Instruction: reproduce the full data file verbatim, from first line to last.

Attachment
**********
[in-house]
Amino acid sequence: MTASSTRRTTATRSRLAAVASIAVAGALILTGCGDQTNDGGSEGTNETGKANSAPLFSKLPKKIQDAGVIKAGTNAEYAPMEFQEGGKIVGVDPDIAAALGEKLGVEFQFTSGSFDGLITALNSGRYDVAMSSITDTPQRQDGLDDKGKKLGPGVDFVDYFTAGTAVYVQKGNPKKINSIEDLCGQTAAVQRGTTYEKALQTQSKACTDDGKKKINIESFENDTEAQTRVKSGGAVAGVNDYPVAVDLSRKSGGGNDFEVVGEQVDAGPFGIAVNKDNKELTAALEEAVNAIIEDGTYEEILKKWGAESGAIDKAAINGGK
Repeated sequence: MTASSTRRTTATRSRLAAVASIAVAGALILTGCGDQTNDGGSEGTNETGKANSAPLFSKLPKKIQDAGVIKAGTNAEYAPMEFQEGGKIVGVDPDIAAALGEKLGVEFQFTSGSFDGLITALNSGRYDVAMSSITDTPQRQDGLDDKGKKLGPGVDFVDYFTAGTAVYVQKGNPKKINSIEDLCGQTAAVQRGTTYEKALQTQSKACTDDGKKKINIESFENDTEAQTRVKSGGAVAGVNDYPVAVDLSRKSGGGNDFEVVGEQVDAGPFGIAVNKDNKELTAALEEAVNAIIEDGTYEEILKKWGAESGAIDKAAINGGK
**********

[in-house]
Amino acid sequence: MTASSTRRTTATRSRLAAVASIAVAGALILTGCGDQTNDGGSEGTNETGKANSAPLFSKLPKKIQDAGVIKAGTNAEYAPMEFQEGGKIVGVDPDIAAALGEKLGVEFQFTSGSFDGLITALNSGRYDVAMSSITDTPQRQDGLDDKGKKLGPGVDFVDYFTAGTAVYVQKGNPKKINSIEDLCGQTAAVQRGTTYEKALQTQSKACTDDGKKKINIESFENDTEAQTRVKSGGAVAGVNDYPVAVDLSRKSGGGNDFEVVGEQVDAGPFGIAVNKDNKELTAALEEAVNAIIEDGTYEEILKKWGAESGAIDKAAINGGK
Repeated sequence: MTASSTRRTTATRSRLAAVASIAVAGALILTGCGDQTNDGGSEGTNETGKANSAPLFSKLPKKIQDAGVIKAGTNAEYAPMEFQEGGKIVGVDPDIAAALGEKLGVEFQFTSGSFDGLITALNSGRYDVAMSSITDTPQRQDGLDDKGKKLGPGVDFVDYFTAGTAVYVQKGNPKKINSIEDLCGQTAAVQRGTTYEKALQTQSKACTDDGKKKINIESFENDTEAQTRVKSGGAVAGVNDYPVAVDLSRKSGGGNDFEVVGEQVDAGPFGIAVNKDNKELTAALEEAVNAIIEDGTYEEILKKWGAESGAIDKAAINGGK